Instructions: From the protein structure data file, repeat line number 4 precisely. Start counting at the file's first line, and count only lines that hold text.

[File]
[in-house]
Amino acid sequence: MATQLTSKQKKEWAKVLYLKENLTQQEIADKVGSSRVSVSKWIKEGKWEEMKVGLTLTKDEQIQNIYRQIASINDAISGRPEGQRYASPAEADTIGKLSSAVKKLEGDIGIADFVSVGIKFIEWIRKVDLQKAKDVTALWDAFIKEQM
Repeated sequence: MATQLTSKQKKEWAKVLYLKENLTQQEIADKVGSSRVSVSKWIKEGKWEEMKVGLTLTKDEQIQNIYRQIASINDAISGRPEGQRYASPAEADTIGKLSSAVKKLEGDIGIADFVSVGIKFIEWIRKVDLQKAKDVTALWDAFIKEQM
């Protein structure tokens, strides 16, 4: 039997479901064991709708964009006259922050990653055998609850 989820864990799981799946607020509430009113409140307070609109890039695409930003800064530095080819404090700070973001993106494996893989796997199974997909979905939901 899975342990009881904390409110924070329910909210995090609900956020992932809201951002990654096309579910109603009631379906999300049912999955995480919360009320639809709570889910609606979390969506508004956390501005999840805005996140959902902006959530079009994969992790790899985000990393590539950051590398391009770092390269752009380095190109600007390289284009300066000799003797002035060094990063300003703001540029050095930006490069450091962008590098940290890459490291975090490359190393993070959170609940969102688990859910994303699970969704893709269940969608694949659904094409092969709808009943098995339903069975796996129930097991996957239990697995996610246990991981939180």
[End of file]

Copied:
């Protein structure tokens, strides 16, 4: 039997479901064991709708964009006259922050990653055998609850 989820864990799981799946607020509430009113409140307070609109890039695409930003800064530095080819404090700070973001993106494996893989796997199974997909979905939901 899975342990009881904390409110924070329910909210995090609900956020992932809201951002990654096309579910109603009631379906999300049912999955995480919360009320639809709570889910609606979390969506508004956390501005999840805005996140959902902006959530079009994969992790790899985000990393590539950051590398391009770092390269752009380095190109600007390289284009300066000799003797002035060094990063300003703001540029050095930006490069450091962008590098940290890459490291975090490359190393993070959170609940969102688990859910994303699970969704893709269940969608694949659904094409092969709808009943098995339903069975796996129930097991996957239990697995996610246990991981939180």